In accordance with idealized theory regarding the occurrence of varying degrees of “upstream blocking”, in which an appreciable fraction of the incident flow is forced to divert around (vs. surmounting) a major mountain barrier, data from the NOAA P-3 platform are processed for two diverse events: (1) a case of profoundly blocked flow exhibiting minimal precipitation enhancement directly over the orography but with appreciable low-level convergence and echo extension upstream of the Alps during IOP8 of MAP (the Mesoscale Alpine Programme, conducted in autumn of 1990), and (2) a case of relatively unimpeded (i.e. “unblocked”) flow exhibiting significant orographic precipitation enhancement over the windward (western) slopes of the Oregon Cascades during IOP11 of IMPROVE-II (the second phase of the “Improvement of Microphysical PaRameterization through Observational Verification Experiment”), conducted during late 2002.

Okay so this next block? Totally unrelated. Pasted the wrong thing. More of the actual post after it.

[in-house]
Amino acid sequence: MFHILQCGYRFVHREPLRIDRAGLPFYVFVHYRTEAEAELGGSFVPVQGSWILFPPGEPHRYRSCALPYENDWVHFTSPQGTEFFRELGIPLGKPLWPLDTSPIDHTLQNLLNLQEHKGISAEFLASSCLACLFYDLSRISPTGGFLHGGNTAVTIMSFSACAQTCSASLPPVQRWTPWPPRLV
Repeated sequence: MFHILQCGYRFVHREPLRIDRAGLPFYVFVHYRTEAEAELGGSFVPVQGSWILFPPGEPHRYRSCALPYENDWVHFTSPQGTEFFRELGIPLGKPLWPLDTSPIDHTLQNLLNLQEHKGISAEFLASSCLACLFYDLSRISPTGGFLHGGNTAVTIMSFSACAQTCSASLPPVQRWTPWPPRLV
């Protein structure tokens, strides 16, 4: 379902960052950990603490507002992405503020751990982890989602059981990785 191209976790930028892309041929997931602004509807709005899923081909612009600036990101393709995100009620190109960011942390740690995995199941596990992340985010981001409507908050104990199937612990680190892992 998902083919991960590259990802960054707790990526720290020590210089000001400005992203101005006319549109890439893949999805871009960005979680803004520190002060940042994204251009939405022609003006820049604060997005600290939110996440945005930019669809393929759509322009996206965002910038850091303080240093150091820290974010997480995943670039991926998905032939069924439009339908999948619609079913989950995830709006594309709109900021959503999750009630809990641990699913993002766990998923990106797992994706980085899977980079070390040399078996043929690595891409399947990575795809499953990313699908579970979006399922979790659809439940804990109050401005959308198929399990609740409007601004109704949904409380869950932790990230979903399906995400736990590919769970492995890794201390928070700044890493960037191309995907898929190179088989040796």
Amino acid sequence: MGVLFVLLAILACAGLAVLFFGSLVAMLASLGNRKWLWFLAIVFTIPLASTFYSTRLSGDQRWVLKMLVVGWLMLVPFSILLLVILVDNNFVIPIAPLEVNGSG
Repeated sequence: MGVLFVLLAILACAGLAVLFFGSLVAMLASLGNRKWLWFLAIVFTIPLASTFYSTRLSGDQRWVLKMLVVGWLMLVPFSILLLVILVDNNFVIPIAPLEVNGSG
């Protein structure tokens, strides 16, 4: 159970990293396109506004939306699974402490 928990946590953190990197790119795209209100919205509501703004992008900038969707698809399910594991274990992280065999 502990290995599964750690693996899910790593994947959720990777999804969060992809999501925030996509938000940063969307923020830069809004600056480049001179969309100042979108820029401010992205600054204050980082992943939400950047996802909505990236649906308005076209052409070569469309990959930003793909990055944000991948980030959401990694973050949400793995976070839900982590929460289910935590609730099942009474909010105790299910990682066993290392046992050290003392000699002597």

In both cases, the arrival of strong, moist pre-frontal flows supported the development of deep, horizontally extensive precipitation shields that in turn provided the means to illuminate large atmospheric volumes over and around a zone of sharply rising terrain. Composite analysis approaches encompassing multiple flight legs are employed in both cases to gain a spatially expansive “barrier-scale” view of mesoscale flow and precipitation patterns adjacent to (or in the case of IMPROVE, on both sides of) the mountain crestline. The execution of overlapping dual-Doppler scans as obtained via a regimented “square wave” flight pattern employed during IMPROVE-II allows evaluation of traditional upper-boundary condition assumptions via a direct quad-Doppler solution technique first employed during TOGA-COARE. This test is particularly relevant in the presence of an intense mountain-wave signature, such as that shown to extend well beyond echo top in high-resolution MM5 simulations of the IMPROVE IOP11 case. More spatially limited but temporally continuous data from other platforms (e.g., ground-based S-POL and vertically-pointing S-band measurements confined to the mountain slopes) being discussed by other IMPROVE-II PI’s making submissions to this conference serve to provide desirably comprehensive description of these events.